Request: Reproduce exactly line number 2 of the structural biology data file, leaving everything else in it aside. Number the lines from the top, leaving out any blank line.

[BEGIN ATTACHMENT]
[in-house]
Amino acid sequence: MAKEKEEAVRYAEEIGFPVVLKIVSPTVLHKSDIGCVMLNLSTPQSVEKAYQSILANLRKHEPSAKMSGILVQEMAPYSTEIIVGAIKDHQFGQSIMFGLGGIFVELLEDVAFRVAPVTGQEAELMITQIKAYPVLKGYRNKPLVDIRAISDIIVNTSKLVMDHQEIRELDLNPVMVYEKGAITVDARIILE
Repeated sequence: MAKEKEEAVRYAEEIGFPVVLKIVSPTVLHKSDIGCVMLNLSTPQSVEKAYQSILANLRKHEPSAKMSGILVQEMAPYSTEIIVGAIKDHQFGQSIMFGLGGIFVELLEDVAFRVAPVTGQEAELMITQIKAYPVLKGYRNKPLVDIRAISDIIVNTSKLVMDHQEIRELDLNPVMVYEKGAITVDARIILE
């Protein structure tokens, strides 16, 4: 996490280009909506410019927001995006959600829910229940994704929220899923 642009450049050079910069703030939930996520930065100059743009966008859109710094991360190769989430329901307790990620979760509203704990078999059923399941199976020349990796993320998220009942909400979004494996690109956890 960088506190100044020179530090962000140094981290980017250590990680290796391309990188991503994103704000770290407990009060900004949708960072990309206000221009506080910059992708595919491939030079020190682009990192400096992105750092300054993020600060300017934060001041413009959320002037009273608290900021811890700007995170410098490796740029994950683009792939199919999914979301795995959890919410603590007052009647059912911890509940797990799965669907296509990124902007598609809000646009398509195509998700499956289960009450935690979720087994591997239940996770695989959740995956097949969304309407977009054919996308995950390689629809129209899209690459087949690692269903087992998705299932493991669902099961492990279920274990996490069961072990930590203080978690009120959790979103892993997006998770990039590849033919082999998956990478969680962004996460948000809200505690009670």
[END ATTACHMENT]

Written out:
Amino acid sequence: MAKEKEEAVRYAEEIGFPVVLKIVSPTVLHKSDIGCVMLNLSTPQSVEKAYQSILANLRKHEPSAKMSGILVQEMAPYSTEIIVGAIKDHQFGQSIMFGLGGIFVELLEDVAFRVAPVTGQEAELMITQIKAYPVLKGYRNKPLVDIRAISDIIVNTSKLVMDHQEIRELDLNPVMVYEKGAITVDARIILE